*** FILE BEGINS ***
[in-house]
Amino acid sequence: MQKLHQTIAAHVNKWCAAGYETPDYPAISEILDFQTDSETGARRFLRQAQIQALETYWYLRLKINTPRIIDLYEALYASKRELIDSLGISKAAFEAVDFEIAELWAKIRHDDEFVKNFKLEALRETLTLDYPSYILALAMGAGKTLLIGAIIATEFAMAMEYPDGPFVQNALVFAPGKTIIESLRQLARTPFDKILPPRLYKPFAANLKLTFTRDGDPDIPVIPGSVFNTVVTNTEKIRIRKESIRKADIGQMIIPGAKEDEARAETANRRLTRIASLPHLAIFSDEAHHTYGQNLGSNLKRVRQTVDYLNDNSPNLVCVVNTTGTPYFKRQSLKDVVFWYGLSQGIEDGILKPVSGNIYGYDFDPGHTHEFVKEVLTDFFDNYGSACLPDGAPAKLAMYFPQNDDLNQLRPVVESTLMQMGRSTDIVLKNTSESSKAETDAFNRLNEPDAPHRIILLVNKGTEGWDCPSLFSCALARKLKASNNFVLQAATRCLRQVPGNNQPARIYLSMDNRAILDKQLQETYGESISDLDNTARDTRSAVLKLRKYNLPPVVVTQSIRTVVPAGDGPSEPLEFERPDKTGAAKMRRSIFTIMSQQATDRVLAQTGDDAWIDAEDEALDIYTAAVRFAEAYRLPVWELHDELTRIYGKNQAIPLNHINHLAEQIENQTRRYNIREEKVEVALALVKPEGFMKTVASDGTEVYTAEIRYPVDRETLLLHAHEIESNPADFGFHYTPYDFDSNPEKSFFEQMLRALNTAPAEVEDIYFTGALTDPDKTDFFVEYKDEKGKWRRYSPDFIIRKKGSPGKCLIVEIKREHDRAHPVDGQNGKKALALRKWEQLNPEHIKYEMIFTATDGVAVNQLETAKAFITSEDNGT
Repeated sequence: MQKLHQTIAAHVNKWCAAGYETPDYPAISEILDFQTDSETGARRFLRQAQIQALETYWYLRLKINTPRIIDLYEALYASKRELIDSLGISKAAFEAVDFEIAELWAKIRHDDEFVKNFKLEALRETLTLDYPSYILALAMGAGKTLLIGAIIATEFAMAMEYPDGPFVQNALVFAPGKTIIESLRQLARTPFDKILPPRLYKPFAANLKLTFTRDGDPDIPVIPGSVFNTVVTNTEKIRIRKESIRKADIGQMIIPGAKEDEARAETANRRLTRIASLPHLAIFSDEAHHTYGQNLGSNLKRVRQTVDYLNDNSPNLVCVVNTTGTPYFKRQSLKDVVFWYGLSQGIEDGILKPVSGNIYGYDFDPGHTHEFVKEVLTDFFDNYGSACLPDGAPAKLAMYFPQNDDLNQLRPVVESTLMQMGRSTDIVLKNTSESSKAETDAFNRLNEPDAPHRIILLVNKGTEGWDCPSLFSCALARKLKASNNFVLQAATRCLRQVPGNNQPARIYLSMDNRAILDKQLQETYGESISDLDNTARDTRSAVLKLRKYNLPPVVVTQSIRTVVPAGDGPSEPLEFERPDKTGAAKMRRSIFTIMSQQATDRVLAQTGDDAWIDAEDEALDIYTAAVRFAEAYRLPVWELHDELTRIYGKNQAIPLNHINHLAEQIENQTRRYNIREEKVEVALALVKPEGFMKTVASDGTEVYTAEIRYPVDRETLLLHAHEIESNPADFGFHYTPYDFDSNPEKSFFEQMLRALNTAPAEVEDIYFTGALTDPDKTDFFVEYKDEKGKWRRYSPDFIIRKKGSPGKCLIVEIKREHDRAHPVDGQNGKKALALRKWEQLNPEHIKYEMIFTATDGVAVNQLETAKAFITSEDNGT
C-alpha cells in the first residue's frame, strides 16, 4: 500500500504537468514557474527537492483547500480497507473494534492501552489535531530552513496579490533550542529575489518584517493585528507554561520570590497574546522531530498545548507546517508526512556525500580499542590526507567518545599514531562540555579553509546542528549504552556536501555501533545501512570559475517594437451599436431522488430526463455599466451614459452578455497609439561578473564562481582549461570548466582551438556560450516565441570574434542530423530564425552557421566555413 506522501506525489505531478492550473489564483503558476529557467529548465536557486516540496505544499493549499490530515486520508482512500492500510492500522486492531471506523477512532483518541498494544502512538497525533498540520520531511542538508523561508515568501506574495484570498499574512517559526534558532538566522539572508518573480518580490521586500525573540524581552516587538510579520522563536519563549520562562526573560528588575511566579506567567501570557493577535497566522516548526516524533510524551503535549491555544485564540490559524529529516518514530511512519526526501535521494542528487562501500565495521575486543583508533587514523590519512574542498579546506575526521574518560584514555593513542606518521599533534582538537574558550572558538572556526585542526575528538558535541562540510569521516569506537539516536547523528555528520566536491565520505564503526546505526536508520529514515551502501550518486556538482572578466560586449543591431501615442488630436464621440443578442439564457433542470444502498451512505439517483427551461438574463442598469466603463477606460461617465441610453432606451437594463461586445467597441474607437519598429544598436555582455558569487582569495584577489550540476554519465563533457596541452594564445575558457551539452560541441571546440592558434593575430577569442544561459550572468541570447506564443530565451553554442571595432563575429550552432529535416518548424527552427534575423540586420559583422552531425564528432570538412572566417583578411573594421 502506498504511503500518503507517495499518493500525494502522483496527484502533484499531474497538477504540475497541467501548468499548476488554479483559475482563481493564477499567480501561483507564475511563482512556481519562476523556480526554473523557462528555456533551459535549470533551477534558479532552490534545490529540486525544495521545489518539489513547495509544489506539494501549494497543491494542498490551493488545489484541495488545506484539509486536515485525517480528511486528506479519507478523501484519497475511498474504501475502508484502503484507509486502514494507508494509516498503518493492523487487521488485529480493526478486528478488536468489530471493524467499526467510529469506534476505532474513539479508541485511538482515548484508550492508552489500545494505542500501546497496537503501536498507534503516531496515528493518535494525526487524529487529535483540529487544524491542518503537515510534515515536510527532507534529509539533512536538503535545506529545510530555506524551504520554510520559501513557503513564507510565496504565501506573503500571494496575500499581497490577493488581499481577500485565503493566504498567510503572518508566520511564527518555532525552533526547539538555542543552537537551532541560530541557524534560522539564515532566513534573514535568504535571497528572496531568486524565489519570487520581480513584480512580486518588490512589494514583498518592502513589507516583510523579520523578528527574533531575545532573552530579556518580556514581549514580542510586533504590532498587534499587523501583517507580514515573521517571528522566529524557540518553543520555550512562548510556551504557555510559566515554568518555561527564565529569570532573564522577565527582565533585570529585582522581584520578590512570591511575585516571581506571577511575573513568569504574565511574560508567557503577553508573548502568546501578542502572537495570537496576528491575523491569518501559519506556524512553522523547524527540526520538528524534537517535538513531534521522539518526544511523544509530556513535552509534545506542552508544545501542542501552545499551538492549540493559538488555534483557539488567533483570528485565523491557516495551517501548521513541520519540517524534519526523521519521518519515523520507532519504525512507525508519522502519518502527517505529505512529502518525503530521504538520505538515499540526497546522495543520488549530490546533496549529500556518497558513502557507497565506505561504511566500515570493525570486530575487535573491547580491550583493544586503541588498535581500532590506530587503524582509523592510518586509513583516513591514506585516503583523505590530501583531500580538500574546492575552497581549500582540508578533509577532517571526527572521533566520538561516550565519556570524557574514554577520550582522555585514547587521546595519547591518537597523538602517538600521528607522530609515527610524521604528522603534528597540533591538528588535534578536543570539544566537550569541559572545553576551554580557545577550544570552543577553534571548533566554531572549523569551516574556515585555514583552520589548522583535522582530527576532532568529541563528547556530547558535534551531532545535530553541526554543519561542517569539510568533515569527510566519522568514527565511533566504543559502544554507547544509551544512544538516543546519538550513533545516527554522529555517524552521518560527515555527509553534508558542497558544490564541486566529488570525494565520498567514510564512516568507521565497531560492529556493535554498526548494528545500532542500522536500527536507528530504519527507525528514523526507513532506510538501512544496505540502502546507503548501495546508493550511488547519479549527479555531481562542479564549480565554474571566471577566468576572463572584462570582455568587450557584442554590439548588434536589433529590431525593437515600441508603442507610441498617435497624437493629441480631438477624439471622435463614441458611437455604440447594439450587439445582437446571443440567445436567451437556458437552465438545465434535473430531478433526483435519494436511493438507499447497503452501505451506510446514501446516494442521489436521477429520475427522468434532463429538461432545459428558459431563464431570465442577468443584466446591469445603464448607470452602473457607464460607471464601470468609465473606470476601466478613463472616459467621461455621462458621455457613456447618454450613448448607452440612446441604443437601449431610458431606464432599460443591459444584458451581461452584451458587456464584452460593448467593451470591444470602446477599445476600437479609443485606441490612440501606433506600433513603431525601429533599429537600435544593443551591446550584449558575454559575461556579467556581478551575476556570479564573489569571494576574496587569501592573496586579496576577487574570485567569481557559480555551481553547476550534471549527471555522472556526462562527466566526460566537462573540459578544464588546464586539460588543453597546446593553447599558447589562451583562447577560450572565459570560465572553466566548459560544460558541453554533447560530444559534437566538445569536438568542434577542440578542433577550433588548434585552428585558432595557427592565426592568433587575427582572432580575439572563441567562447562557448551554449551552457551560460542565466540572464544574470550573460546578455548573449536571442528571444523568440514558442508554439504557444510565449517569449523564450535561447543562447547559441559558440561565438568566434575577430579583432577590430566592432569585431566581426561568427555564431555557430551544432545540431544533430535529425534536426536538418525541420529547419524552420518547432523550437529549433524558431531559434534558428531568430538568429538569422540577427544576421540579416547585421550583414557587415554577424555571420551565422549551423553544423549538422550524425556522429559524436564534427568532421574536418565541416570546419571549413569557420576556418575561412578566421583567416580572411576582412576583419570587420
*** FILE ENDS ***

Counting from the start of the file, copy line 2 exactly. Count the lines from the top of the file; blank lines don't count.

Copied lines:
Amino acid sequence: MQKLHQTIAAHVNKWCAAGYETPDYPAISEILDFQTDSETGARRFLRQAQIQALETYWYLRLKINTPRIIDLYEALYASKRELIDSLGISKAAFEAVDFEIAELWAKIRHDDEFVKNFKLEALRETLTLDYPSYILALAMGAGKTLLIGAIIATEFAMAMEYPDGPFVQNALVFAPGKTIIESLRQLARTPFDKILPPRLYKPFAANLKLTFTRDGDPDIPVIPGSVFNTVVTNTEKIRIRKESIRKADIGQMIIPGAKEDEARAETANRRLTRIASLPHLAIFSDEAHHTYGQNLGSNLKRVRQTVDYLNDNSPNLVCVVNTTGTPYFKRQSLKDVVFWYGLSQGIEDGILKPVSGNIYGYDFDPGHTHEFVKEVLTDFFDNYGSACLPDGAPAKLAMYFPQNDDLNQLRPVVESTLMQMGRSTDIVLKNTSESSKAETDAFNRLNEPDAPHRIILLVNKGTEGWDCPSLFSCALARKLKASNNFVLQAATRCLRQVPGNNQPARIYLSMDNRAILDKQLQETYGESISDLDNTARDTRSAVLKLRKYNLPPVVVTQSIRTVVPAGDGPSEPLEFERPDKTGAAKMRRSIFTIMSQQATDRVLAQTGDDAWIDAEDEALDIYTAAVRFAEAYRLPVWELHDELTRIYGKNQAIPLNHINHLAEQIENQTRRYNIREEKVEVALALVKPEGFMKTVASDGTEVYTAEIRYPVDRETLLLHAHEIESNPADFGFHYTPYDFDSNPEKSFFEQMLRALNTAPAEVEDIYFTGALTDPDKTDFFVEYKDEKGKWRRYSPDFIIRKKGSPGKCLIVEIKREHDRAHPVDGQNGKKALALRKWEQLNPEHIKYEMIFTATDGVAVNQLETAKAFITSEDNGT